Giant chambers to test climate change effects on native trees

Aug 21, 2006

A climatic time machine has been built at the University of Western Sydney's Hawkesbury Campus to mimic a world facing new environmental conditions.

Twelve giant chambers will house individual, living trees in controlled environments as part of a multi-million dollar experiment to help predict what will happen to the Australian bush over the next century.

Professor Jann Conroy, from the UWS Centre for Plant and Food Science, says the Hawkesbury Forest Experiment is not only an Australian first, but one of the most ambitious studies of climate change to be undertaken in the Southern Hemisphere.

"While it's now widely accepted that carbon dioxide levels are rising in our atmosphere faster than ever before, the scientific jury is still out on the full impact this will have on our planet," says Professor Conroy.

"Science has shown that the change in the mix of gases in our atmosphere will enhance the greenhouse effect - where carbon dioxide and other gases trap heat from the sun and raise a planet's temperature.

"Rising atmospheric levels of carbon dioxide will also have an impact on the water use and carbon storage potential of trees, and alter the water cycle of the environment, but the consequences of more carbon dioxide available to our bush ecosystems are still far from certain," she says.

"The aim of this experiment is to provide field data to better understand how our woodlands and forests will respond to the carbon dioxide levels expected by 2100," says Professor Conroy.

12 spotted gums will be planted as saplings, which will grow up to 12 metres while completely contained in unique 'whole tree chambers' (WTC) where the mix of gases can be controlled.

Six of the chambers will be kept at the concentration of carbon dioxide currently in our air, while the remainder will be 'boosted' to create a greenhouse rich mix of 700 parts per million of carbon dioxide - approximately twice the concentration in today's atmosphere.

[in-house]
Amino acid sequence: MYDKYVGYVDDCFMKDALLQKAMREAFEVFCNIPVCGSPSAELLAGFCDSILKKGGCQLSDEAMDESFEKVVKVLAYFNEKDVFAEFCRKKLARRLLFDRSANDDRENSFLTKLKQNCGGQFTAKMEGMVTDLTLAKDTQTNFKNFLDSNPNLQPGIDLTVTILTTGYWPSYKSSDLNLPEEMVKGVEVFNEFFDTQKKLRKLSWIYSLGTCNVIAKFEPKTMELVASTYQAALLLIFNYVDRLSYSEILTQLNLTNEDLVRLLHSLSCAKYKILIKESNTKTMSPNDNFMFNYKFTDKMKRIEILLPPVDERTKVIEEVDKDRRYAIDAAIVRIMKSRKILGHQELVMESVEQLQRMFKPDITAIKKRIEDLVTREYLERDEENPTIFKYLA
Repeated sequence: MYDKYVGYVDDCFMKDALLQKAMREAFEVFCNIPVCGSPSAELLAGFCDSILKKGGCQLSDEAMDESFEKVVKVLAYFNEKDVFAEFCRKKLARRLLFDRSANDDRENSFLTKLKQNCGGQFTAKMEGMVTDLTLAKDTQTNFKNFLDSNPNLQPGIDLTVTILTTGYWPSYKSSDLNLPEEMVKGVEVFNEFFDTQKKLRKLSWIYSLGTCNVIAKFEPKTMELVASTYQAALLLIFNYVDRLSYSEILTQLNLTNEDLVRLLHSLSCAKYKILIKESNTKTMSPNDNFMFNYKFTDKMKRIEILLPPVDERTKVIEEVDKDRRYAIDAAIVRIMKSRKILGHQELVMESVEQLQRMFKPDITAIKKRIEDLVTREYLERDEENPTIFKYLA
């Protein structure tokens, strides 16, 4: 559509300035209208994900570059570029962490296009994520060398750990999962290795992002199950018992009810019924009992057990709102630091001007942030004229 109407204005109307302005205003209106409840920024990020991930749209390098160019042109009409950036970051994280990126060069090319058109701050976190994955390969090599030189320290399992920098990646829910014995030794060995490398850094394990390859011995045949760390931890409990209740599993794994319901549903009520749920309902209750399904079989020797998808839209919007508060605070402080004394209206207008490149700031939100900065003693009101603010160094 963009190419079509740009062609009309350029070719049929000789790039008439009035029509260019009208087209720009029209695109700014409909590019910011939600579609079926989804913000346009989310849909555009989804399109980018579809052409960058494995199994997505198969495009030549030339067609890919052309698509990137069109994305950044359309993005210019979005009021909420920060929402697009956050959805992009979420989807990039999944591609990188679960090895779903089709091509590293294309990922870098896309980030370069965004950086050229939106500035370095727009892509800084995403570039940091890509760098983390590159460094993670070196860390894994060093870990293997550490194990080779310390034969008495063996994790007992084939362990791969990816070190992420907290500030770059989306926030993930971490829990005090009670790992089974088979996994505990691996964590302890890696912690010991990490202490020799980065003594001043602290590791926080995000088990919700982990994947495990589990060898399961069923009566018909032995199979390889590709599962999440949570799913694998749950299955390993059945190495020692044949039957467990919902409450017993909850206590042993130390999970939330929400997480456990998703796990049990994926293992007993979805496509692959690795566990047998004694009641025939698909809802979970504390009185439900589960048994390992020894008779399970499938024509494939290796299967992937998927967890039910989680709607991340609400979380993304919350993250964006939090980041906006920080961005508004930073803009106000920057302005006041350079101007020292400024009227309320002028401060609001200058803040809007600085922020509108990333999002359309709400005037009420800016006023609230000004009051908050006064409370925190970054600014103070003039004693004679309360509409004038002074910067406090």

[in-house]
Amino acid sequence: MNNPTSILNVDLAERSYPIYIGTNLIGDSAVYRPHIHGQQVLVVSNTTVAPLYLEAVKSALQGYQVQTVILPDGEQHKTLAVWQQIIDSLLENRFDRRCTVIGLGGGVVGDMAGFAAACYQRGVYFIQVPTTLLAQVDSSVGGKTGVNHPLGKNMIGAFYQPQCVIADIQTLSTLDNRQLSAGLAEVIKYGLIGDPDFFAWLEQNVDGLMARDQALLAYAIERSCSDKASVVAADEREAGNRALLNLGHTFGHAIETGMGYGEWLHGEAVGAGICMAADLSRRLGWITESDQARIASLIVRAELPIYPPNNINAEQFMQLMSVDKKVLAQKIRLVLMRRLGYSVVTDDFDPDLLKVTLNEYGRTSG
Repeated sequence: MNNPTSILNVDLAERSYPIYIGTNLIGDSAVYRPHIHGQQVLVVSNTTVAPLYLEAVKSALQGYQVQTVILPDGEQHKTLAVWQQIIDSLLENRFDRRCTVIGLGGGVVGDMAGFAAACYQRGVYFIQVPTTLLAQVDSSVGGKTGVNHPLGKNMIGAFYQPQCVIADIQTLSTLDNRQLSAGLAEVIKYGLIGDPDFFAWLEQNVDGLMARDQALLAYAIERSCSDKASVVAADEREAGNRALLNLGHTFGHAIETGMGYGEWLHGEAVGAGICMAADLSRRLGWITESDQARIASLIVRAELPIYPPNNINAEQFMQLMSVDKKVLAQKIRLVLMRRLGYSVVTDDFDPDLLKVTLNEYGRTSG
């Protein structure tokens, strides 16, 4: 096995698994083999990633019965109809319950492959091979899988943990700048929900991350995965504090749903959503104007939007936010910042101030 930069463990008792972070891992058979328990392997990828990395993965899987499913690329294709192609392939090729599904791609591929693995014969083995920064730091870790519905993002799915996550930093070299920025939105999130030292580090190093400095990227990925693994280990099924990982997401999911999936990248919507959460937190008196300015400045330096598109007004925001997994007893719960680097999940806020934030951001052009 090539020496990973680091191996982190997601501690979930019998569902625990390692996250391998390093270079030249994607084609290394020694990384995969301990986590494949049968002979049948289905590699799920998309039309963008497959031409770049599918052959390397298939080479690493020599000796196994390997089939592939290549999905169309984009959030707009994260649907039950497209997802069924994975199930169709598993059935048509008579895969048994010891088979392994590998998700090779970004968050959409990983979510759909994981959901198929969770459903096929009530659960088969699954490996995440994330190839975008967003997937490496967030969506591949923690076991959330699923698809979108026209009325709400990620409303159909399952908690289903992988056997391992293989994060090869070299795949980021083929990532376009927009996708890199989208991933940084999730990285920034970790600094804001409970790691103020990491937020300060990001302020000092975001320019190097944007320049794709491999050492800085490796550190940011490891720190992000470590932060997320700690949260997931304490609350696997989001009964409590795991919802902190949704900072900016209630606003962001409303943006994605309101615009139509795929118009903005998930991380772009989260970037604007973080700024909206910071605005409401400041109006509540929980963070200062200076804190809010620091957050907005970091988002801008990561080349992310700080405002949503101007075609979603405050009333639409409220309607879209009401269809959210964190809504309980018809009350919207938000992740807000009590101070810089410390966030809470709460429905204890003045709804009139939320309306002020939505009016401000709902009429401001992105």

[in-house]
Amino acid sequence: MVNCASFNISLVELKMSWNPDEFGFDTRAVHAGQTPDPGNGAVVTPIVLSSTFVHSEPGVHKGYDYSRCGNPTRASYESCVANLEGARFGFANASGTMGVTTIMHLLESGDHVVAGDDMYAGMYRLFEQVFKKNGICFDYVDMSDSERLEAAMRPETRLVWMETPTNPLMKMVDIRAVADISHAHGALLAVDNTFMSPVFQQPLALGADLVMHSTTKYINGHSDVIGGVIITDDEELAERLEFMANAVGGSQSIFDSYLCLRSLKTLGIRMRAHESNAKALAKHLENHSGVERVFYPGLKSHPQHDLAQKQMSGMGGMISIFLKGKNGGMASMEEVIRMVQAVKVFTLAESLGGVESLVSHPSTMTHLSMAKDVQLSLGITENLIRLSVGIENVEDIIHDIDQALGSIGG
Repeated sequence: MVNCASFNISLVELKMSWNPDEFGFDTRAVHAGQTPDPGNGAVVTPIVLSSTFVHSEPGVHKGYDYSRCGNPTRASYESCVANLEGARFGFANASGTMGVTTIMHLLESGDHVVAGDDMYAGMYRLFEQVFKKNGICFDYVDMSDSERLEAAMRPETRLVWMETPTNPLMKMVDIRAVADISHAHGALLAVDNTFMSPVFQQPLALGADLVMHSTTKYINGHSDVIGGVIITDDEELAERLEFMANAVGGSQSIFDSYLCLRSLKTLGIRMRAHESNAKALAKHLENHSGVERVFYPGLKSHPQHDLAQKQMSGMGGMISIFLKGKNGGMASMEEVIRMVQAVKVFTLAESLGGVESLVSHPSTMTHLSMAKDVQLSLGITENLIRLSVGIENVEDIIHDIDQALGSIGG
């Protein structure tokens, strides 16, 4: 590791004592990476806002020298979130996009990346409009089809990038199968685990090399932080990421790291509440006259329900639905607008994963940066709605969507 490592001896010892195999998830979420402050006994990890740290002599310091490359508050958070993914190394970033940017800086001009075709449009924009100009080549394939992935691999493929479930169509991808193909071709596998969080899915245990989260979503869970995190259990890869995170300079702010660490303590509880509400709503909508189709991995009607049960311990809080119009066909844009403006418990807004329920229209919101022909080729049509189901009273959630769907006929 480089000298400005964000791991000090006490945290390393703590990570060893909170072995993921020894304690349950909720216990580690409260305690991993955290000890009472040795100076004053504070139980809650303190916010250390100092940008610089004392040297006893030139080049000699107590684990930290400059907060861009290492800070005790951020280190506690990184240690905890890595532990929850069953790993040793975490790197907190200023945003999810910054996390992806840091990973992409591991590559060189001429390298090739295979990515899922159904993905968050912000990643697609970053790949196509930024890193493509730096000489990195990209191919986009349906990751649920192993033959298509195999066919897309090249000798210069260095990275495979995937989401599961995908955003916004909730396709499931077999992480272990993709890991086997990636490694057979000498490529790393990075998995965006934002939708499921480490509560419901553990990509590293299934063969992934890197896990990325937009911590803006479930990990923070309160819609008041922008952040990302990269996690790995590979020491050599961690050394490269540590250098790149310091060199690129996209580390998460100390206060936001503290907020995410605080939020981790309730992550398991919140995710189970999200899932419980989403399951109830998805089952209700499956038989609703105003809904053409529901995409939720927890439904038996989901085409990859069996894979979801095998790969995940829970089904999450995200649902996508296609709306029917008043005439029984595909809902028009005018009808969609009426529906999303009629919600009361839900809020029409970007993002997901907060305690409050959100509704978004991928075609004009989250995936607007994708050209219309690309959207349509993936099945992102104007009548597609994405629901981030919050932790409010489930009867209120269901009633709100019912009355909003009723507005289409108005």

"The chamber's aluminium frame is covered with tough clear plastic sheeting that seals below ground level to create a mini ecosystem - as the tree grows so will the chamber, up to a maximum height of 12 metres.

"The entire volume of gas in the chamber is exchanged every hour and kept at a slightly higher pressure than the outside atmosphere to reduce the chance of cross contamination," says Professor Conroy.

Maintaining this isolated environment will be critical to the experiment's success.

"We will measure how much water and carbon dioxide enters and leaves the chamber. This will help show how efficiently the tree uses water and how much carbon it absorbs."

"The unique isotope or atomic fingerprint of the carbon dioxide used in the chamber will also be tracked to give a picture of just how much is being absorbed in the trees, and the micro organisms living in the soil," Professor Conroy says.

By 2100, parts of Australia may be experiencing a climatic double impact of increasing carbon dioxide and decreasing rainfall.

"Water and carbon dioxide are key factors in any plant's growth. The extra carbon dioxide could make the tree grow more efficiently - boosting forest productivity with increased stem growth and more rapid production of wood, despite possibly less rain.

"However, a tree growing with a denser canopy due to elevated carbon dioxide concentrations might also stop rainfall reaching the soil to recharge groundwater and streams - impacting other parts of the ecosystem," says Professor Conroy.

Source: University of Western Sydney

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